Harderian Gland Prolapse (Cherry Eye)
In this condition the tear gland of the third eyelid slips up of its usual position due to lack of anchoring & forms “Cherry eye”. This is most common in young dogs, especially breeds such as shih tzu. It is not a genetic problem.
- An evident round fleshy mass (like cherry).
- Unusual excessive production of tears.
- Discharge from the eye.
Cherry eye may develop in both eyes at different times in the dog’s life. the condition must be treated once it is evident, because longer the gland stays in an unusual position the more risk is there for the gland to get damaged & not function properly even after it is tacked back to its actual position & there is chance of the development of a dry eye which is a serious eye condition, so tacking the gland back to its actual position is very essential to keep it functional & the most suitable procedure to be performed is surgical, by a veterinary ophthalmologist or by experienced surgeon.
Techniques of tacking a prolapsed gland:
- To the periorbital tissue.
- To the periosteum of the orbital rim.
- Imbrication (also called pouch or envelope/pocket technique).
The envelope/pocket technique is the most common, because it causes the least problems, with no change in tear production.
Unsuitable surgical techniques can consequence in various complications including cysts on the eye.
This includes antibiotic eye ointment thrice/day for two weeks.
(KCS) also called dry eye syndrome is a disorder in which the tear glands don’t produce sufficient tears to keep the eye moist. So a severe dryness & inflammation is occurred at the front transparent part of eye & the clear membrane (conjunctiva). It is a common condition in dogs & if not treated, vision disturbances & finally blindness can occur in more severe cases.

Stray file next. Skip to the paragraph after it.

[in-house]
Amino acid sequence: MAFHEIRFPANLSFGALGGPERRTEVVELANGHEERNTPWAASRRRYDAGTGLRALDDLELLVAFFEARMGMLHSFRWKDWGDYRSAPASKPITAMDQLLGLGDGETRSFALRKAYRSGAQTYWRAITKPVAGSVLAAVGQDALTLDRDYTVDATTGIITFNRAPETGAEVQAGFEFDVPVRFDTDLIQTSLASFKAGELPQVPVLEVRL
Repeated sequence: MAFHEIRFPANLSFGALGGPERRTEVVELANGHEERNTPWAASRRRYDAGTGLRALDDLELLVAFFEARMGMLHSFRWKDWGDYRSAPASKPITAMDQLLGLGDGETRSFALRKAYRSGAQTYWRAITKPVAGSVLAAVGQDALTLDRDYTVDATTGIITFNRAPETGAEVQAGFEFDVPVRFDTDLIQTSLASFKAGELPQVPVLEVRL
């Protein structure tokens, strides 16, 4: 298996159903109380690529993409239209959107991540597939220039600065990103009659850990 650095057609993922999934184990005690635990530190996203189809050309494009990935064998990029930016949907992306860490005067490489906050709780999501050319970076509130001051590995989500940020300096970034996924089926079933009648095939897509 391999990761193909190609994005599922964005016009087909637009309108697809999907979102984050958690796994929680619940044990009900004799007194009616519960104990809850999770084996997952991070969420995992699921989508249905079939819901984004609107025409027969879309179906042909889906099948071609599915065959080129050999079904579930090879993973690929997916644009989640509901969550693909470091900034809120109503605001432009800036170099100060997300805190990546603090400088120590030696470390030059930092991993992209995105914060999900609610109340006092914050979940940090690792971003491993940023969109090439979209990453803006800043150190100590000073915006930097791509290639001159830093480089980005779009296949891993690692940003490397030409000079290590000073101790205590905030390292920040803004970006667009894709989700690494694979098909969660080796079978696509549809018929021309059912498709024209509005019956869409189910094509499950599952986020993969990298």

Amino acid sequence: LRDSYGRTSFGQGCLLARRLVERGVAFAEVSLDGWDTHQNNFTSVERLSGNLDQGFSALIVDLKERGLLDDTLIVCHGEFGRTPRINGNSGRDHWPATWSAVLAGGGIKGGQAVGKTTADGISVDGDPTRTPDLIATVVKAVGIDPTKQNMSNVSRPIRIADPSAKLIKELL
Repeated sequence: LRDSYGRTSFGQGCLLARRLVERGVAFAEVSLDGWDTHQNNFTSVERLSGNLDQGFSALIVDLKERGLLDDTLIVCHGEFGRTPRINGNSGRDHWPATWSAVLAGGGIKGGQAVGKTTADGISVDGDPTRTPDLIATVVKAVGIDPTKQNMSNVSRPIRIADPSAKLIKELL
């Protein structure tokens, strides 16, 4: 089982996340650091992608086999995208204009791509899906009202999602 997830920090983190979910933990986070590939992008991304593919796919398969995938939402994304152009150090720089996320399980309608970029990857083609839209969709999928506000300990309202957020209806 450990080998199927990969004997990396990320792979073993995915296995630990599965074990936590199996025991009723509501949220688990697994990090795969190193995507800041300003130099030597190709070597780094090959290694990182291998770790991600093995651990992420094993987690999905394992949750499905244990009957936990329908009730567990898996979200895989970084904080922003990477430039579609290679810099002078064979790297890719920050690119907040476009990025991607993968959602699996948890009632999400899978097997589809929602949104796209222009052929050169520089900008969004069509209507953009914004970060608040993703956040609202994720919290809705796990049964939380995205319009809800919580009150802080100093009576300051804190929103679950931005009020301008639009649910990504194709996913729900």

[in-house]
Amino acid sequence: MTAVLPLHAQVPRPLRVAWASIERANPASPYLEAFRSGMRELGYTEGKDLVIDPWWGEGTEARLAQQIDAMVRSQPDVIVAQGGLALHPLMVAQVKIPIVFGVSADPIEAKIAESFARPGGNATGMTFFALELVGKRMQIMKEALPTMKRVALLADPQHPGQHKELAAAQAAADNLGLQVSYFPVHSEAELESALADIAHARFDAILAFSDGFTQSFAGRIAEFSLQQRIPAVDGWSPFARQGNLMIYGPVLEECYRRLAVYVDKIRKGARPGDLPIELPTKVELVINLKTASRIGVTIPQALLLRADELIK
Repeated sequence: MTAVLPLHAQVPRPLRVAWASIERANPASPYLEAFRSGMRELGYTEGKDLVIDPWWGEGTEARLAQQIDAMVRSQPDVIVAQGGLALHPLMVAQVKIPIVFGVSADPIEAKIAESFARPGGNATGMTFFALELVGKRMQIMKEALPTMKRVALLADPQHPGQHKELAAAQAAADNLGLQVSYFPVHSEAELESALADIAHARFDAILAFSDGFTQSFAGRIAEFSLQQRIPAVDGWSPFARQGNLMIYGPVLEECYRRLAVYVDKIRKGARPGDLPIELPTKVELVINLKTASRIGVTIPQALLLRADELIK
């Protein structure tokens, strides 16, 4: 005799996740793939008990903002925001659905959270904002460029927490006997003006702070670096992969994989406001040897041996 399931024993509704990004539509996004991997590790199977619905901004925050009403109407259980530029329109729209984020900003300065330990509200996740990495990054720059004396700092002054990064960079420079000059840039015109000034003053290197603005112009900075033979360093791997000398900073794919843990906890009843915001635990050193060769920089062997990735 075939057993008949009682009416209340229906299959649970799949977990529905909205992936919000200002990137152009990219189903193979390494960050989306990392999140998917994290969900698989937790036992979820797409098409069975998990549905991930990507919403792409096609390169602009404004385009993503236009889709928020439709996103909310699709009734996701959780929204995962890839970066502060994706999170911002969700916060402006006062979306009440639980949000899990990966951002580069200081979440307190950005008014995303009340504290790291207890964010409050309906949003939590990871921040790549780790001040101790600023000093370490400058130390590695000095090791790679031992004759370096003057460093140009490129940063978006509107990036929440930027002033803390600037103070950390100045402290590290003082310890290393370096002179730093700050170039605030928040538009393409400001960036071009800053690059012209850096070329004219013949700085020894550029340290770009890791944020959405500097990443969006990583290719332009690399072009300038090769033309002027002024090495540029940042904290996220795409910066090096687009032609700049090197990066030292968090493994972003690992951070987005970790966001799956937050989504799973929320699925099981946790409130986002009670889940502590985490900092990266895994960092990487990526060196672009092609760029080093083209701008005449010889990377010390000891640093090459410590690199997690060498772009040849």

Third eyelid prominence
- Unnecessary blinking.
- Third eyelid prominence.
- Swollen conjunctival blood vessels.
- Swelling of the tissue lining the eyelids & surface of the eye.
- Cornea thins and changes shape.
- Discharge of mucus or pus.
- Inflammation of the tear gland due to abnormal activity of the body’s immune system.
- Congenital in Shih Tzu.
- Due to the nostril dryness; dry eye of the same side occurs.
- General anesthesia & atropine (muscle relaxant used to dilate the pupil of the eye)
- Due to drug toxicity
- Due to removal of the third eyelid.
- Due to X-Ray if the eye comes in contact with beam from the device.
- Due to distemper virus
- Due to bacterial Chlamydia conjunctivitis
- Due to long term inflammation of the conjunctiva & eyelids
- Breed-related inclination
Diagnosis & Treatment: The veterinarian on making a thorough physical and ophthalmological examination of the dog will either prescribe a lubricant to manage the lack of tears & a topical antibiotic to be placed on the eye to treat infection or (if there is a secondary disease) will call for hospitalization.
The treatment depends on the severity of the disease.
Stimulation of tear production
- Tear solution (artificial) applied once a day
- Tear ointment (artificial) applied 2 to 4 times daily
- Antibiotic drops if infection is present
- Antibiotic-Corticosteroid drops if inflammation is present
- Surgery rarely.
Home Care and Prevention:
On having the diagnosis, home care (part of treatment) must be started. The eyes must be kept clean & free of discharge (sticky & hard) while using warm moist compress to the eye & by cautiously rinsing the eye.
If you have any problem in treating the dogs eyes & you notice any changes like over discharge or redness while using the medication, consult your Vet.